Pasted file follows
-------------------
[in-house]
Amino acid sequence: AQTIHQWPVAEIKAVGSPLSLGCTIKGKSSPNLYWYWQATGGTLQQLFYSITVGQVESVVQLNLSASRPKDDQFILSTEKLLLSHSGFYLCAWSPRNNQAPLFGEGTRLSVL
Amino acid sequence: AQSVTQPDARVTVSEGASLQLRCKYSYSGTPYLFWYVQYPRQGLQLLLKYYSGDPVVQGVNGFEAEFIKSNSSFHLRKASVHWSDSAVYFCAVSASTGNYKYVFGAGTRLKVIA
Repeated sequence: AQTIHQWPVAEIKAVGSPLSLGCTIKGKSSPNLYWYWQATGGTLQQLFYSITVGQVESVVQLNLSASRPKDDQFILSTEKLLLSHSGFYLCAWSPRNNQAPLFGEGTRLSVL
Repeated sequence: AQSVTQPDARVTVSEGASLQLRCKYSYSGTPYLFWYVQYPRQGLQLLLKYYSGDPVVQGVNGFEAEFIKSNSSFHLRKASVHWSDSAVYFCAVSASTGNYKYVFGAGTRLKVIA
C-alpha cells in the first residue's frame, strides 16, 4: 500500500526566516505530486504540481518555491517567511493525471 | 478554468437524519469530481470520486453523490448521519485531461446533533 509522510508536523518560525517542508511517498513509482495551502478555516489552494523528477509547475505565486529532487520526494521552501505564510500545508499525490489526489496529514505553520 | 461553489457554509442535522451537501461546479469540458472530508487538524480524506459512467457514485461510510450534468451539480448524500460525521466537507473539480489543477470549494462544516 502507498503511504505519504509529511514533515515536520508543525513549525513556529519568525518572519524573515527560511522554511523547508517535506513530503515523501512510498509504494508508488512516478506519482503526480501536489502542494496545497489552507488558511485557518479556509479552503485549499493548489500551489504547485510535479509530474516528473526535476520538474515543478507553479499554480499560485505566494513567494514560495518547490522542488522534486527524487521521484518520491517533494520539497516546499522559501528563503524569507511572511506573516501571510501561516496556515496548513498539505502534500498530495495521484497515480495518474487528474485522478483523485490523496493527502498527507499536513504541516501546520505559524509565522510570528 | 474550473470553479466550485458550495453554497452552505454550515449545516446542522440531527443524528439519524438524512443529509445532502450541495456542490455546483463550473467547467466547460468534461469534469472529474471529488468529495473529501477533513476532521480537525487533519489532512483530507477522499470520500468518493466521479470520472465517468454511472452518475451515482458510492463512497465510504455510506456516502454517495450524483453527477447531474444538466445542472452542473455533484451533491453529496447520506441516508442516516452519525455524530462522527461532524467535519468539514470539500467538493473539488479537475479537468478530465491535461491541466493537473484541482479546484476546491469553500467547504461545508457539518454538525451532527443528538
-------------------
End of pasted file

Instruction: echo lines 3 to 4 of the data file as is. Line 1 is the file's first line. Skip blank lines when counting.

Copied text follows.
Amino acid sequence: AQSVTQPDARVTVSEGASLQLRCKYSYSGTPYLFWYVQYPRQGLQLLLKYYSGDPVVQGVNGFEAEFIKSNSSFHLRKASVHWSDSAVYFCAVSASTGNYKYVFGAGTRLKVIA
Repeated sequence: AQTIHQWPVAEIKAVGSPLSLGCTIKGKSSPNLYWYWQATGGTLQQLFYSITVGQVESVVQLNLSASRPKDDQFILSTEKLLLSHSGFYLCAWSPRNNQAPLFGEGTRLSVL